There does appear to be something going on here, but what I would like to see is some of analysis that this is a real signal and not just noise in the data.  It’s not enough to just say it looks like something is happening.  

A double peak flu season appears to be exceedingly unlikely, as it has never occurred in any historical flu season since the start of this data (at least in NYC), nor has it ever occurred with a slope of this magnitude. Therefore, I believe a large percentage of this peak indicates COVID-19 ER visits in NYC, and not nominal flu visits.

This is where this all starts to fall apart.  He uses the term “exceedingly unlikely” to describe the probability that this is just a normal flu.  What is that based on?  4 flu seasons in NYC.   That first sentence starts out making a really strong claim and it just gets weaker and weaker……”it has never occurred in any historical flu season”…….WOW that seems convincing………..”since the start of this data”………….Oh, well that’s only 4 years……….”(at least in NYC)”…………….and it’s only 4 years of one city.  So to say that this is “exceedingly unlikely” to be just a normal flu isn’t supported by anything.  We have no idea what other flu seasons have looked like based on this data.  

Also, are double peaked flu seasons rare?  Nope.  According to William Schaffner, MD, an infectious disease specialist at Vanderbilt University in Nashville: 

We may well have, for the second year in a row — unprecedented — a double-barreled influenza season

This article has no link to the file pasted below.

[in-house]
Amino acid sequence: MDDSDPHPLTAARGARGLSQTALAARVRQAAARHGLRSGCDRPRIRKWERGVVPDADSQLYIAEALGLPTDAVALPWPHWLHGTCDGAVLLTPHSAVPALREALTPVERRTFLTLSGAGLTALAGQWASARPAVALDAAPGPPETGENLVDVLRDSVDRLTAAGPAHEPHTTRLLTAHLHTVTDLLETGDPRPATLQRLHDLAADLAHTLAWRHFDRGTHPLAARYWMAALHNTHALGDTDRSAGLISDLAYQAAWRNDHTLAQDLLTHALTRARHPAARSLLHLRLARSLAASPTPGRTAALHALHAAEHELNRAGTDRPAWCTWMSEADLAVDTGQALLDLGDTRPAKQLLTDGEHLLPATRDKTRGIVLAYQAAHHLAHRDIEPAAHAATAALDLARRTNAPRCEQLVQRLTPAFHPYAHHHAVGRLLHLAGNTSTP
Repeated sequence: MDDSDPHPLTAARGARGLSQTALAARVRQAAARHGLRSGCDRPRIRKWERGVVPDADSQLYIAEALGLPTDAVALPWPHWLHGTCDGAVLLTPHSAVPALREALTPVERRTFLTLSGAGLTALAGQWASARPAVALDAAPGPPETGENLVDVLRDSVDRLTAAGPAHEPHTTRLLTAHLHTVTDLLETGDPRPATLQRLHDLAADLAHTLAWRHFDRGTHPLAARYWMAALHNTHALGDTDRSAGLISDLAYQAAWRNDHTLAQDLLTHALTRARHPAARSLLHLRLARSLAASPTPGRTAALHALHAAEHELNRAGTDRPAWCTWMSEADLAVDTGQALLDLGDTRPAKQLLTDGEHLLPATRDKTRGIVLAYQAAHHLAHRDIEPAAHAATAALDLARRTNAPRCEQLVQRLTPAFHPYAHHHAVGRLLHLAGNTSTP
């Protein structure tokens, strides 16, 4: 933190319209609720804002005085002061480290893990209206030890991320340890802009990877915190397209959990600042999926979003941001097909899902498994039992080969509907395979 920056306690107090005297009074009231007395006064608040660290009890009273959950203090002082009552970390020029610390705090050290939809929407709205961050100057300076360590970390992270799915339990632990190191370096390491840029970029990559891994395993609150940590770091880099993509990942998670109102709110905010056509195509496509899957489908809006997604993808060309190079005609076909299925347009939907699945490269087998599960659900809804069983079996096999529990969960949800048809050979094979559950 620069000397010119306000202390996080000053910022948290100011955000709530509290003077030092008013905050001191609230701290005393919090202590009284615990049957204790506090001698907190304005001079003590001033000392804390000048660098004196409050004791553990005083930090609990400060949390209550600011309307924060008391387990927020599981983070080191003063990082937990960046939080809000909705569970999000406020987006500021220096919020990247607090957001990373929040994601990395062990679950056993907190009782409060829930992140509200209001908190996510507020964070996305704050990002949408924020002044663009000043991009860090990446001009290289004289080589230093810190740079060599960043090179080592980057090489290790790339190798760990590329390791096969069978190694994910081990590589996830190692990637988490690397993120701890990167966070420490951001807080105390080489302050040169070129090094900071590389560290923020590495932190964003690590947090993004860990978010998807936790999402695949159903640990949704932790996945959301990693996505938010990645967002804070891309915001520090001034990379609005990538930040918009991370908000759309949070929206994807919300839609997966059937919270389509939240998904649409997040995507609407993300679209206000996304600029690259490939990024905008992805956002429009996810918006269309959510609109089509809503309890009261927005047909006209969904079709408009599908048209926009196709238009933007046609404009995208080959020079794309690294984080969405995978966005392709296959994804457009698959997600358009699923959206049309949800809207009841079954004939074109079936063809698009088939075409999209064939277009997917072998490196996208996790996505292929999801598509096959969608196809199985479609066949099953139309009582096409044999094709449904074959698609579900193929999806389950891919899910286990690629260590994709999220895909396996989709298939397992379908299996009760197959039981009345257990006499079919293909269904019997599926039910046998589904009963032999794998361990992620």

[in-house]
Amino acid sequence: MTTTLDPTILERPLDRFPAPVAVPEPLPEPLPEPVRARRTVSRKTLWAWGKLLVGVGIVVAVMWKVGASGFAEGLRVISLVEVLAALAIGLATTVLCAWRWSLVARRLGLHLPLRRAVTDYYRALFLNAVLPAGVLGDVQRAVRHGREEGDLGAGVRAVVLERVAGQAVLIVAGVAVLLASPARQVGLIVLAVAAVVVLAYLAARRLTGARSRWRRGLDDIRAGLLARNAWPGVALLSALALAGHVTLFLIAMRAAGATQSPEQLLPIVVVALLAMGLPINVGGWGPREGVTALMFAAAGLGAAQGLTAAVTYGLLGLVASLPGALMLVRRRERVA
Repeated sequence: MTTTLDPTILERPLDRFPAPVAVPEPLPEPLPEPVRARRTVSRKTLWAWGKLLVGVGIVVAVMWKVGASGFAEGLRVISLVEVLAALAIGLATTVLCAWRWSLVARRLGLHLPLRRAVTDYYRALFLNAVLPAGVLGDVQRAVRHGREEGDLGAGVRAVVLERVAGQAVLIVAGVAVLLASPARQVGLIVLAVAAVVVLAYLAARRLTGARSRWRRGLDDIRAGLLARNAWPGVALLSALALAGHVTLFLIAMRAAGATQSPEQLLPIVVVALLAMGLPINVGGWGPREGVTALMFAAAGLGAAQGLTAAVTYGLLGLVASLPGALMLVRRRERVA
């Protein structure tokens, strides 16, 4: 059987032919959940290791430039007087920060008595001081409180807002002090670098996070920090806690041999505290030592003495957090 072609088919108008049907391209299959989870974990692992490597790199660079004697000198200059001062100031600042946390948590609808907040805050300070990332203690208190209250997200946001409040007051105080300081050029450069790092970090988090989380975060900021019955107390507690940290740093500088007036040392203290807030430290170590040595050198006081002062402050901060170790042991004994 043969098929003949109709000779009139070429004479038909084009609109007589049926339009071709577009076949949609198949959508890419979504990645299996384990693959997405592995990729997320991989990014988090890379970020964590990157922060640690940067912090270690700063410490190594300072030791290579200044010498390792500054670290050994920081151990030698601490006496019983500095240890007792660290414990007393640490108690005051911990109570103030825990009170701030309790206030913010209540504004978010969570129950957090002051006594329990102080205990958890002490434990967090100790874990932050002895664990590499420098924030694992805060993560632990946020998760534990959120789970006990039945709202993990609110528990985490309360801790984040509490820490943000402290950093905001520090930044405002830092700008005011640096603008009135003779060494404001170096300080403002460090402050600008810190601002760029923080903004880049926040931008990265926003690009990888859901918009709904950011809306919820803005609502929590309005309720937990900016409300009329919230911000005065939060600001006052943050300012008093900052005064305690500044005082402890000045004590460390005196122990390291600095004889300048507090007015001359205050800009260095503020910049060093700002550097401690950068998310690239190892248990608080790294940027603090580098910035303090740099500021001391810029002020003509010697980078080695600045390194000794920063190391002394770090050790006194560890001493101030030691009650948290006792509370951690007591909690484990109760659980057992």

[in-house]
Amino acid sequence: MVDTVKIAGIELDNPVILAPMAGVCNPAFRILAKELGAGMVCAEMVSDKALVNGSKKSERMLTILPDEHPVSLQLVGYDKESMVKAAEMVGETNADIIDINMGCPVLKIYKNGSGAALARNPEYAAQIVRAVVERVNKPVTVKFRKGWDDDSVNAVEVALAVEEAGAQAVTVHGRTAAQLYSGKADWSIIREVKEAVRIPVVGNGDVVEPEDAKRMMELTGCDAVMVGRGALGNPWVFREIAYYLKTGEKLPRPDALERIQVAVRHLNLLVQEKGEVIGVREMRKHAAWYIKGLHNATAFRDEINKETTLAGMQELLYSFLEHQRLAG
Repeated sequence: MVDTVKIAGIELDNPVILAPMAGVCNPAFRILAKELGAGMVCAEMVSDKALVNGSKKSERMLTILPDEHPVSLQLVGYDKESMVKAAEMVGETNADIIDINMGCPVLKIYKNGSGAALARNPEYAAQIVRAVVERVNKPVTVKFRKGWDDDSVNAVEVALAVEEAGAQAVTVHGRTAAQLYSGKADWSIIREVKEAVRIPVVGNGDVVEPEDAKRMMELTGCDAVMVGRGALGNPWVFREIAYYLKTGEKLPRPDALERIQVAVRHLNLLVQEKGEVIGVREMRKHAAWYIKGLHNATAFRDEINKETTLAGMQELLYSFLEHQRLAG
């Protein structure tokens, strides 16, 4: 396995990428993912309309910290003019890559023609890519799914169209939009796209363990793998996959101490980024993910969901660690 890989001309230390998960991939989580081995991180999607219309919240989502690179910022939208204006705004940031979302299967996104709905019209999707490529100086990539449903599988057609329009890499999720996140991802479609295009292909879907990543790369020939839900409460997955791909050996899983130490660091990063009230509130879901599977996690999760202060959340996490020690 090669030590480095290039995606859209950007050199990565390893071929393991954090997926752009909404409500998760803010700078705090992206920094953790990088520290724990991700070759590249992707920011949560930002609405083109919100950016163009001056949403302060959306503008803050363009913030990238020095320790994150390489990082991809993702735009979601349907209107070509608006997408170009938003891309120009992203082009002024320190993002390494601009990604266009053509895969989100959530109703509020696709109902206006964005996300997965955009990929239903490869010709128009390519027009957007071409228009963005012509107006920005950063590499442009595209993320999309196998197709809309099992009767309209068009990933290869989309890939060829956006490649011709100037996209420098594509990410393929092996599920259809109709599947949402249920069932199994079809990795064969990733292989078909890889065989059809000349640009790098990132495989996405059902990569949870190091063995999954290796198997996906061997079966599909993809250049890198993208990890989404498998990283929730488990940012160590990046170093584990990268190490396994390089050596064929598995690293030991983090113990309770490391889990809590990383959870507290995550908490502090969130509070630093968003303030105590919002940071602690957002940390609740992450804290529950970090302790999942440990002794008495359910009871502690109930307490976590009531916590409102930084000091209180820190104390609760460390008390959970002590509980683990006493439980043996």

Other articles have also mentioned this double barreled flu season, too.  Including this one from pbs.org which said: 

The 2018-2019 season has been unusual, though, because the flu came in two waves: one that peaked at the end of December, and a second that peaked in early March. The two peaks were caused by two different strains of the flu virus, and the protection given by vaccination early in the season may have waned by the time the second strain appeared.

So literally, just last flu season we saw a double peak season.  So, again, to describe the possibility that this peak is just regular flu is “exceedingly unlikely” is just not a statement supported by any data.  

As a side note, I wonder what other diseases are out there that cause influenza like illness (ILI) symptoms besides actual flu and Covid-19?  I have no idea.  

Another note, this peak could very well be COVID-19.  But there are other possibilities to explain this peak that the author has basically ignored.  The most notable being that he claims it can’t possibly be regular flu when literally last year there was a double peaked flu season where the second peak with in early March.  So I’m not convinced that this is actually a COVID-19 spike, but it could be.  

The fact that the peak starts at around March 1st, and the fact that this was also the date first confirmed case of COVID-19 in NYC, lends further evidence to support that this spike represents COVID-19 cases.

Yeah, but it could just be regular flu.  The author is speaking with too much certainty.  

The data above represents daily ER visits. This means that since March 1st, there have been 8,000 cases of ILI-based ER visits in NYC. Subtracting the nominal flu season data (~3,800 cases over this period, assuming a late season R0 of .95), that means there are likely a minimum of 4,200 COVID-19 cases in NYC as of March 12th.

Ok, this is as armchair-y as it gets.  Where does the 3,800 number come from?  Where does the R0 = 0.95 come from?  Is that a widely accepted value?  No work is shown how the author arrives at 4,200 COVID cases.  The assumptions that the author is making at numerous and substantial.  For starters, he is assuming that every single one of these “excess” cases is COVID-19 (again ignoring the fact that there was a 2 peaked flu season just last year).  Perhaps the most head scratching part of this whole thing comes in the next graph.